For companies looking to hire remote talent, the Netherlands should be very high on the list of possible recruitment markets. Not only have the Netherlands turned into a sheer hub for international tech talent over the last few years, leaving the country’s technology sector with a spectacular growth rate, but the small constitutional monarchy also scores well in international rankings when it comes to its well-educated, skilled workforce.
This is due to the high standards of the Dutch academic education system and vocational training schemes as well as to the country’s life-long learning attitude. Another advantage of hiring in the Netherlands is the overall good command of English. In fact, with English having the status of a co-official language, there are very few nations in Europe which feature such a high proficiency in English across all social classes and age groups as the Netherlands.
Employment contracts in the Netherlands do not have to be in writing in order to be legally valid. However, it is best practice among employers to provide their employees with a written employment contract specifying the terms of employment.
Dutch law generally distinguishes between permanent employment contracts and temporary employment contracts. In fact, it is common practice for companies to first hire new employees on the basis of a fixed-term contract lasting for six months or a year before offering them an indefinite contract.
Written employment contracts should include at least the following information and have to be provided to the new employee within the first month of employment:
- Identification of both parties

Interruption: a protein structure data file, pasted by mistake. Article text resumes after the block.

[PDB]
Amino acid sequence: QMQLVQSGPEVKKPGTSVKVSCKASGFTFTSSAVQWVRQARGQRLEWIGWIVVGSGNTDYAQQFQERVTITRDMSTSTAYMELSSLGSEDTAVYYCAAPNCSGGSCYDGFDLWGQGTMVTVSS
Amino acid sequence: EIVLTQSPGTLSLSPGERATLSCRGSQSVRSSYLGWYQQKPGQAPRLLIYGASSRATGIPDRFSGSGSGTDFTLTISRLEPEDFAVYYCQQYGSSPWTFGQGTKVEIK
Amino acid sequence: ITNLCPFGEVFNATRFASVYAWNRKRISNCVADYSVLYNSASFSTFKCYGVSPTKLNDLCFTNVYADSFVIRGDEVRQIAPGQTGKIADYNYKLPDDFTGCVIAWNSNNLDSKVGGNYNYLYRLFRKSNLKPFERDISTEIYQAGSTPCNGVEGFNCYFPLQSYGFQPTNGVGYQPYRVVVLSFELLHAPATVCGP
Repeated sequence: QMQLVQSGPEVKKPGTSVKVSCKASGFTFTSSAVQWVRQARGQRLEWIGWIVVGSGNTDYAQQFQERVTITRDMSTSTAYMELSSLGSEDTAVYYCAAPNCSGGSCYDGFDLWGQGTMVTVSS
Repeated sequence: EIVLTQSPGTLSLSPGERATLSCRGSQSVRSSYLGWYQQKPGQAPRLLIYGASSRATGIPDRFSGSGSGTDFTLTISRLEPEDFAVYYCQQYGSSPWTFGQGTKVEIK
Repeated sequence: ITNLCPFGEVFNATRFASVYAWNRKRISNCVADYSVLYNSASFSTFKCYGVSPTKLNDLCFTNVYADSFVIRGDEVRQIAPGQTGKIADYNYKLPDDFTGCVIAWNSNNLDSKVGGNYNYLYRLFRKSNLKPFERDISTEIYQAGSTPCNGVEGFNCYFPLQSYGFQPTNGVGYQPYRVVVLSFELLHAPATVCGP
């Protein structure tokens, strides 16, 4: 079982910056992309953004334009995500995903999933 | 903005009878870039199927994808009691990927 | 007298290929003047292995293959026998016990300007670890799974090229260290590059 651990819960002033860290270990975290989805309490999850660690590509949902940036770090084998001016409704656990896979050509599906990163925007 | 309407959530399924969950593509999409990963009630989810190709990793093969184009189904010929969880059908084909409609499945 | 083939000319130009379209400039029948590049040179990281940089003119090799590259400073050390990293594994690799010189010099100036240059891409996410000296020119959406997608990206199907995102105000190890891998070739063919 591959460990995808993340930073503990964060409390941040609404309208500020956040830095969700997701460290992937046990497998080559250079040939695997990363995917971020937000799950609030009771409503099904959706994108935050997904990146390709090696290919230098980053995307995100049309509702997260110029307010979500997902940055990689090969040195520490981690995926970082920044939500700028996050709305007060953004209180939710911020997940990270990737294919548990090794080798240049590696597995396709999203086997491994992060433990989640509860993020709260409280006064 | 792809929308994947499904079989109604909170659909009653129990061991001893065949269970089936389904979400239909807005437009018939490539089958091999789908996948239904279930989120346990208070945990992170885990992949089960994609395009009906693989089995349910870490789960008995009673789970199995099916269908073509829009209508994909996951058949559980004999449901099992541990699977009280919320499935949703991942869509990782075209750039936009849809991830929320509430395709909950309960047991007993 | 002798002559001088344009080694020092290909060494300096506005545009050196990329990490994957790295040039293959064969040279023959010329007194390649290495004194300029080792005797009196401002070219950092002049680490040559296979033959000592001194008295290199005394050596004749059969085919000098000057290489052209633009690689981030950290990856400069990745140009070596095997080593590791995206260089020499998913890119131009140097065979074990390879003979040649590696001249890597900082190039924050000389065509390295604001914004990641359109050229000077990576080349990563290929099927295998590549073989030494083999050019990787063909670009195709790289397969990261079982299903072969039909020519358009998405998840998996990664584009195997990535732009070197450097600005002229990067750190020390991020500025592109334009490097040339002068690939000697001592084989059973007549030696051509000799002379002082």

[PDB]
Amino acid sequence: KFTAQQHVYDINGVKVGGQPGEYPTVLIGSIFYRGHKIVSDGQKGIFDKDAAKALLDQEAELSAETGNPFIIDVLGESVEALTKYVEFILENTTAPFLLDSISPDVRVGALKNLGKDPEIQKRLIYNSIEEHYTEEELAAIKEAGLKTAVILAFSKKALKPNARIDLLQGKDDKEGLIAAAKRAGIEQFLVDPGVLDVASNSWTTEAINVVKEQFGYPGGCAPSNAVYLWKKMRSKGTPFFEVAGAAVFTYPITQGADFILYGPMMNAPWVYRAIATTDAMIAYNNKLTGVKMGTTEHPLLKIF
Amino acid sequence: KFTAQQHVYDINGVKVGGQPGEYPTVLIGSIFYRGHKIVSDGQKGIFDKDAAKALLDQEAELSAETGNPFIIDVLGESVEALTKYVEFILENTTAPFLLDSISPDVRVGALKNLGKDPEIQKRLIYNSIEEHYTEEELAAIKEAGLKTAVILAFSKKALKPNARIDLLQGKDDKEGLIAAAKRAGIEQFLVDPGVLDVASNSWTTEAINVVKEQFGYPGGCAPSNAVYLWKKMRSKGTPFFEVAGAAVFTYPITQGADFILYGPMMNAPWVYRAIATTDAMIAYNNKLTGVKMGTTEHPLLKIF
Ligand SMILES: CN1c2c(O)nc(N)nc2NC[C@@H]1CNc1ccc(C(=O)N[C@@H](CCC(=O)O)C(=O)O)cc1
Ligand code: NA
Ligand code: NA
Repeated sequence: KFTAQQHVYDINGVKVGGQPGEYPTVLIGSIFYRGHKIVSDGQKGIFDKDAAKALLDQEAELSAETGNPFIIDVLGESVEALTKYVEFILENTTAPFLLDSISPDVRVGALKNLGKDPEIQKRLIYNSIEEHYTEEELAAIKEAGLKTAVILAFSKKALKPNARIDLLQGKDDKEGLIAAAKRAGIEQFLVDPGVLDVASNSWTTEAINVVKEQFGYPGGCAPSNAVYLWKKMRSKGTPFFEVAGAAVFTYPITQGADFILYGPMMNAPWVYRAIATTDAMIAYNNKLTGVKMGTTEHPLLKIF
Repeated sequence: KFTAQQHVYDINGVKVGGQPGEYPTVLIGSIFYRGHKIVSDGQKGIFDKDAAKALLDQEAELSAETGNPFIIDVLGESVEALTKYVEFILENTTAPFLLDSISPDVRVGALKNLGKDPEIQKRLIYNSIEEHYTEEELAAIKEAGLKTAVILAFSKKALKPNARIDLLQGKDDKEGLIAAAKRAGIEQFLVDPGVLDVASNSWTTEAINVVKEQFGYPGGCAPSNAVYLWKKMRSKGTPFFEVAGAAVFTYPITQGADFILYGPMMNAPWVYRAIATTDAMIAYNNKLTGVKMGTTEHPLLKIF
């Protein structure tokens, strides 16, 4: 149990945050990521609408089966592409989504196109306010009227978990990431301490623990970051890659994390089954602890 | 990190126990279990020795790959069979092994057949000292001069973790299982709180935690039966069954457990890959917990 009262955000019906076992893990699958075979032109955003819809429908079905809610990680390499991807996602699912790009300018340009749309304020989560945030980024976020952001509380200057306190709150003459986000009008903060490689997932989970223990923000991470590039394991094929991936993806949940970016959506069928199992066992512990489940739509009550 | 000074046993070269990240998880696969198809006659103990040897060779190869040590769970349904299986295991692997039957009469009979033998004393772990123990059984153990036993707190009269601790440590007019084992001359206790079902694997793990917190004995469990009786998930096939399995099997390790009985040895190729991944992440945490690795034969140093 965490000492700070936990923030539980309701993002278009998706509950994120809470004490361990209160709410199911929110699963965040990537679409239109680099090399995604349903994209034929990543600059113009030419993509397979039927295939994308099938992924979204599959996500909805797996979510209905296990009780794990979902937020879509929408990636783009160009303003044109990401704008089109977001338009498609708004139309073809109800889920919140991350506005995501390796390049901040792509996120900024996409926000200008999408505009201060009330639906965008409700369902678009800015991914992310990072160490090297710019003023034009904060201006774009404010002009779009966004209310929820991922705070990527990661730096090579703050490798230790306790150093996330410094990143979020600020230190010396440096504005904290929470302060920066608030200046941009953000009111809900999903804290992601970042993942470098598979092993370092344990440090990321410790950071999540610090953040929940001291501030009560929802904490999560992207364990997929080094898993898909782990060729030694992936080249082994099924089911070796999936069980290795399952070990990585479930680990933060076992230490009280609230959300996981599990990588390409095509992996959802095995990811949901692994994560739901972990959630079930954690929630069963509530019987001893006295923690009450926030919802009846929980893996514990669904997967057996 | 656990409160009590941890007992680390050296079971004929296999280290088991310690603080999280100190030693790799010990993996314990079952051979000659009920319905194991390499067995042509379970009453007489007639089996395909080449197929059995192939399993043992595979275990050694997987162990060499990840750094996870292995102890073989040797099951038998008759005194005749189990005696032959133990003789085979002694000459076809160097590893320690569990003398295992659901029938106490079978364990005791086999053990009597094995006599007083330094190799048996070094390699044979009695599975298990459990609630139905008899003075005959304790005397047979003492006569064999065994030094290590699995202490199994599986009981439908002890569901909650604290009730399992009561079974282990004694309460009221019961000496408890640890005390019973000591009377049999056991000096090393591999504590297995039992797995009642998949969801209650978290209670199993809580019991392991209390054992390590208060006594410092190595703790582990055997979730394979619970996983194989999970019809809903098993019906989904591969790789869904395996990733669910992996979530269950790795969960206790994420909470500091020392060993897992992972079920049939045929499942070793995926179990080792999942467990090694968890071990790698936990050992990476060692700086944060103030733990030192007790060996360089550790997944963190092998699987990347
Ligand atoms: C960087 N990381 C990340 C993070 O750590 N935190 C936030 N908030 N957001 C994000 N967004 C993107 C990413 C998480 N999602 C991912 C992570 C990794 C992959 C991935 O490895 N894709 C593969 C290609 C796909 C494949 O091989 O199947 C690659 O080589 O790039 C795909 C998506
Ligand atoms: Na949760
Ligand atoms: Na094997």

- Date of commencement (and employment duration for temporary contracts)
- Job description such as group of profession
- Base salary as well as other compensation or benefits
- Working hours
- Probation period (if applicable)
- Total number of holidays
- Notice periods for employment termination
- Pension scheme (if applicable)
- Non-competition clause (if applicable)
- Reference to collective agreements
The probation period must be clearly stated in the employment contract. For fixed-term contracts exceeding two years as well as for indefinite contracts, the employee’s probation period is generally limited to two months. For shorter contracts, it is shortened to one month.
Working Hours and Breaks
A standard working week in the Netherlands comprises between 36 and 40 hours per week which equals seven to eight hours per day over a five-day week. In some industries, four-day weeks may be possible.The Dutch Working Hours Act rules that an employee’s regular weekly working time must not exceed 45 hours, with nine hours being the daily limit.
In accordance with the Working Hours Act, employers need to observe the following regulations on breaks and rest periods:
- at least eleven hours of consecutive rest every 24 hours
- at least 36 hours of consecutive rest every seven days if the employee works a five-day week
- at least 72 hours of consecutive rest every 14 days if the employee works a six-day week
- at least 30 minutes of break after five and a half consecutive hours of work